The Boston Globe: Fact-free fracking
Like many environmentalists, I was dismayed when the Senate failed to pass a cap-and-trade bill two years ago. It looked like we would never get our act together to reduce greenhouse gases. Get ready to have beachfront property in Vermont, I thought.
But it turns out our greenhouse emissions dropped anyway, from 6 million metric tons to 5.2 million — the lowest level since 1992. We even beat the European Union, where the Green Party actually has members. So how did we do it? One big reason, ironically, is a Texas oil man named T . Boone Pickens, who perfected the art of squeezing natural gas out of shale rock by blasting huge quantities of water at it.
People already knew that America sits on huge reservoirs of natural gas embedded in shale. But nobody had a cost-effective way to get it out. As Pickens mastered his technique — known as “fracking” — natural gas became unbelievably cheap. Everyone started switching away from sulfur-burping coal plants to gas.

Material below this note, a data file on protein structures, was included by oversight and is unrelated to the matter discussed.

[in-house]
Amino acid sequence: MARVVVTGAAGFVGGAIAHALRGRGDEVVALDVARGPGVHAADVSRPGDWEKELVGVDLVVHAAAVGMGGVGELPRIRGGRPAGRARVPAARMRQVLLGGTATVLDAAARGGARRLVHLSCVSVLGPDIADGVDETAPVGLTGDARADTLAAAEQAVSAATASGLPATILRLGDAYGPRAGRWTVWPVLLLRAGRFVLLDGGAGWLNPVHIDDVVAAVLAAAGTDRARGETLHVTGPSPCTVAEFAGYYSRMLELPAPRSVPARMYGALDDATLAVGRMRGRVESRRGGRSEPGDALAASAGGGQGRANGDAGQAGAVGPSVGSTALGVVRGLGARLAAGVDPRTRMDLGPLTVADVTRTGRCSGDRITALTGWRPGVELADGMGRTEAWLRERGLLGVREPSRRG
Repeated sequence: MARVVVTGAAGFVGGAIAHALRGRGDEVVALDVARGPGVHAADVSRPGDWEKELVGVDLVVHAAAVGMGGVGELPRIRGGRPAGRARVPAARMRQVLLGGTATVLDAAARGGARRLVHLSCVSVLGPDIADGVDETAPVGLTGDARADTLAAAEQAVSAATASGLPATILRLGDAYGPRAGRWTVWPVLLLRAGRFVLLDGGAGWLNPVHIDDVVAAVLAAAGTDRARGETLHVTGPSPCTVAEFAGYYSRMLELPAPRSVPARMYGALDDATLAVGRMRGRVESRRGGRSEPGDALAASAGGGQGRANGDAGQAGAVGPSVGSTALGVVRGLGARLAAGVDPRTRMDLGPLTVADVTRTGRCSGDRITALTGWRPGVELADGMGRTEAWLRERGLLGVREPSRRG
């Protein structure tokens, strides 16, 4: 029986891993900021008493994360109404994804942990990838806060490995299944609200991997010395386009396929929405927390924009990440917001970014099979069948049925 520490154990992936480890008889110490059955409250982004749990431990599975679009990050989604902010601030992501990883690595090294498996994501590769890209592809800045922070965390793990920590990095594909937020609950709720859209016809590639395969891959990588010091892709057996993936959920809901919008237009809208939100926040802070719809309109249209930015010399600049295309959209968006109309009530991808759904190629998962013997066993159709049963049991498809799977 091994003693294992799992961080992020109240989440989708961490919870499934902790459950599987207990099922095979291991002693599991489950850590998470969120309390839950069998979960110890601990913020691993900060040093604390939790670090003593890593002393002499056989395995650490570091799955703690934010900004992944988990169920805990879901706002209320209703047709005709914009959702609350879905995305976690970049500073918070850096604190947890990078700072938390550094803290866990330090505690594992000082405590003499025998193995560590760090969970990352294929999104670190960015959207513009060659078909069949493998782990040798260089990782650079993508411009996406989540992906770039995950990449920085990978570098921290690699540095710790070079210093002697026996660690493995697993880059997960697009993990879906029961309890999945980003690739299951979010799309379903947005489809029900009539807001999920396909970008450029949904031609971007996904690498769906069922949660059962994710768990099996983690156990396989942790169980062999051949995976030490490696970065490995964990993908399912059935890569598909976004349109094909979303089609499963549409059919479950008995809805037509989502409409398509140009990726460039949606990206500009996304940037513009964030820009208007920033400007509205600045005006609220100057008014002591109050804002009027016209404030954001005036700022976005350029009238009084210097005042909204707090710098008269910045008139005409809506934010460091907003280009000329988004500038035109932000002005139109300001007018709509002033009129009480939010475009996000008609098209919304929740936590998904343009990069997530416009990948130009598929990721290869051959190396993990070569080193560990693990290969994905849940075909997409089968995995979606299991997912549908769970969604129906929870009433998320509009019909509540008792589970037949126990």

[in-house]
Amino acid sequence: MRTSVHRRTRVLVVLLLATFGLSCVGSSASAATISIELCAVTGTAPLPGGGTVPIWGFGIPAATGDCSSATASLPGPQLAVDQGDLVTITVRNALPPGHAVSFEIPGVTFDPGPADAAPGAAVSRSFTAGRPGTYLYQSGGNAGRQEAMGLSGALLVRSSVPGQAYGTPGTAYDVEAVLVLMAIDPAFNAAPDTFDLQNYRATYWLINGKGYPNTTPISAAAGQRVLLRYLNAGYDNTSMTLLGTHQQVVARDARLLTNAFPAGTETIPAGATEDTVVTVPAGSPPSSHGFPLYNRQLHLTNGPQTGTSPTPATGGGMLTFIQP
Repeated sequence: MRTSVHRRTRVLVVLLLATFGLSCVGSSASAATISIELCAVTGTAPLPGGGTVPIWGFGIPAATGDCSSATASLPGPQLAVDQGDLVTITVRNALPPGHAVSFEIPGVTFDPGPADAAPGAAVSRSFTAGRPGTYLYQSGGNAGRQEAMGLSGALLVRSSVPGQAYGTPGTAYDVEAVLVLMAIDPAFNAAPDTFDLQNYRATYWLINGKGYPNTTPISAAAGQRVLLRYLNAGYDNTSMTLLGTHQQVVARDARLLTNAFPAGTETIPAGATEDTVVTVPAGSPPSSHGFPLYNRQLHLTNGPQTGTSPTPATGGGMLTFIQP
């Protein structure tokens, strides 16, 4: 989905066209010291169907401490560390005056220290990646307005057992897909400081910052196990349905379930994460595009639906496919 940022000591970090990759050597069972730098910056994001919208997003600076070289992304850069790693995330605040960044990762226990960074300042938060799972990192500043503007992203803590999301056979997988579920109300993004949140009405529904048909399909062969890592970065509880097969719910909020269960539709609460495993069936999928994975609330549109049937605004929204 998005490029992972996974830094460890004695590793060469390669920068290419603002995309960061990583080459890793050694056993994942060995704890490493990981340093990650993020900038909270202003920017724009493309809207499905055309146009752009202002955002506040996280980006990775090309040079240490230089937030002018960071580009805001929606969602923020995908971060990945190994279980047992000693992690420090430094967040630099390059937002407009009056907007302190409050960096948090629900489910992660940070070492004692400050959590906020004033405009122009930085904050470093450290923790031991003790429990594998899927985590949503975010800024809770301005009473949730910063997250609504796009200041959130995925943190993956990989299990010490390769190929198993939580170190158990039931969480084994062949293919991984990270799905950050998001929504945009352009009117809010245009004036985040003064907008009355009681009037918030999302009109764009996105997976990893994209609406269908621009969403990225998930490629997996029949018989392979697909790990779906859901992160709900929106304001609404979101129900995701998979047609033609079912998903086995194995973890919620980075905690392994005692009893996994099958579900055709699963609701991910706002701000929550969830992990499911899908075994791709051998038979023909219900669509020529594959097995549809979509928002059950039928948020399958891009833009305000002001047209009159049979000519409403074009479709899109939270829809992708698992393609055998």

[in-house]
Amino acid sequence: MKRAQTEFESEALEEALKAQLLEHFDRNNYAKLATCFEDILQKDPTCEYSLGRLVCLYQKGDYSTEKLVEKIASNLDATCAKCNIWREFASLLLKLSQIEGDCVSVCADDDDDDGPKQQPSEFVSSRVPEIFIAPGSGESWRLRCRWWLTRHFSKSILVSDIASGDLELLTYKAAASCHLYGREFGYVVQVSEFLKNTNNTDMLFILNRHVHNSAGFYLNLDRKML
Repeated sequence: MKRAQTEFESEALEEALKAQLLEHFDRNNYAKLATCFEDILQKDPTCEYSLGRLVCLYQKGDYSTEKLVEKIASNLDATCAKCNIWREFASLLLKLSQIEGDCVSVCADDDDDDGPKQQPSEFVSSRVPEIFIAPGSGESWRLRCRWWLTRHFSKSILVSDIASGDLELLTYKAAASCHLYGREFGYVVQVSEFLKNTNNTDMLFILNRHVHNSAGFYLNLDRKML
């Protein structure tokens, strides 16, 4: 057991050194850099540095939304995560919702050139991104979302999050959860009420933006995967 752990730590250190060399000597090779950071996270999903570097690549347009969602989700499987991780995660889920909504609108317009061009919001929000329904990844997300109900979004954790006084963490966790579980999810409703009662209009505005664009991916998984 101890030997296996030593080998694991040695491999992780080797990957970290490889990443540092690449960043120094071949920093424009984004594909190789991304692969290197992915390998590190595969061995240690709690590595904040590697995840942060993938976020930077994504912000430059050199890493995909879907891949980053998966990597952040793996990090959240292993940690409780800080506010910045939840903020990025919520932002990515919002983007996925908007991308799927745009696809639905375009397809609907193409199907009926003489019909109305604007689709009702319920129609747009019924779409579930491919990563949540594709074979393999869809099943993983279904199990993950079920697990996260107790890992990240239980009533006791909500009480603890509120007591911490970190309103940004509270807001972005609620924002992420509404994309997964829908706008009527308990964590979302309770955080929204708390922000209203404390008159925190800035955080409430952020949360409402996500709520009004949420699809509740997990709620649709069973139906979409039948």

People started swooning about gas: It comes from economically depressed areas of Ohio and Pennsylvania, not the deserts of Iraq. And it releases about half the greenhouse gases that coal does. Finding that out was like discovering that ice cream cures cancer. Gas was going to save America, economically and environmentally. It was going to be “one of the five great story lines of the 21st century,” Representative Edward Markey said.
It seemed too good to be true — until people started insisting that it was, and blamed fracking for everything from bad water to sick cows.